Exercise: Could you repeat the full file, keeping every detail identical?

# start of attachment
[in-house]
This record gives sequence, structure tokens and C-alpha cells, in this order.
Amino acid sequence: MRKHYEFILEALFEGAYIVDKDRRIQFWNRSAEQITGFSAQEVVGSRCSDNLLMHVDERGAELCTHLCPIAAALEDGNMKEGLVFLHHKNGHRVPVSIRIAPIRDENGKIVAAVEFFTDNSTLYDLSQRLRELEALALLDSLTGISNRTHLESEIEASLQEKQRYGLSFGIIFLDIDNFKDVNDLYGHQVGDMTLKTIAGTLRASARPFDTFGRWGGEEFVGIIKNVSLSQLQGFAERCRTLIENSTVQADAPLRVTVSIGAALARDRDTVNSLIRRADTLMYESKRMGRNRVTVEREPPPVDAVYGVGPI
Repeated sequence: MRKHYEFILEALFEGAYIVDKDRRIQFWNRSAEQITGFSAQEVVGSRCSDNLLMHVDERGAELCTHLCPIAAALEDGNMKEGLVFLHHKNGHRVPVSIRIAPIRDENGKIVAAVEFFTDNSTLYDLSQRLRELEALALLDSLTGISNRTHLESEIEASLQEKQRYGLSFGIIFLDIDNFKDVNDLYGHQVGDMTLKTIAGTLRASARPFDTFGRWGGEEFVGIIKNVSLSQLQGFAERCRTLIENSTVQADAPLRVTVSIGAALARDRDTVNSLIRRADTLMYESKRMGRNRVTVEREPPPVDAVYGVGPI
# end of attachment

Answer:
[in-house]
This record gives sequence, structure tokens and C-alpha cells, in this order.
Amino acid sequence: MRKHYEFILEALFEGAYIVDKDRRIQFWNRSAEQITGFSAQEVVGSRCSDNLLMHVDERGAELCTHLCPIAAALEDGNMKEGLVFLHHKNGHRVPVSIRIAPIRDENGKIVAAVEFFTDNSTLYDLSQRLRELEALALLDSLTGISNRTHLESEIEASLQEKQRYGLSFGIIFLDIDNFKDVNDLYGHQVGDMTLKTIAGTLRASARPFDTFGRWGGEEFVGIIKNVSLSQLQGFAERCRTLIENSTVQADAPLRVTVSIGAALARDRDTVNSLIRRADTLMYESKRMGRNRVTVEREPPPVDAVYGVGPI
Repeated sequence: MRKHYEFILEALFEGAYIVDKDRRIQFWNRSAEQITGFSAQEVVGSRCSDNLLMHVDERGAELCTHLCPIAAALEDGNMKEGLVFLHHKNGHRVPVSIRIAPIRDENGKIVAAVEFFTDNSTLYDLSQRLRELEALALLDSLTGISNRTHLESEIEASLQEKQRYGLSFGIIFLDIDNFKDVNDLYGHQVGDMTLKTIAGTLRASARPFDTFGRWGGEEFVGIIKNVSLSQLQGFAERCRTLIENSTVQADAPLRVTVSIGAALARDRDTVNSLIRRADTLMYESKRMGRNRVTVEREPPPVDAVYGVGPI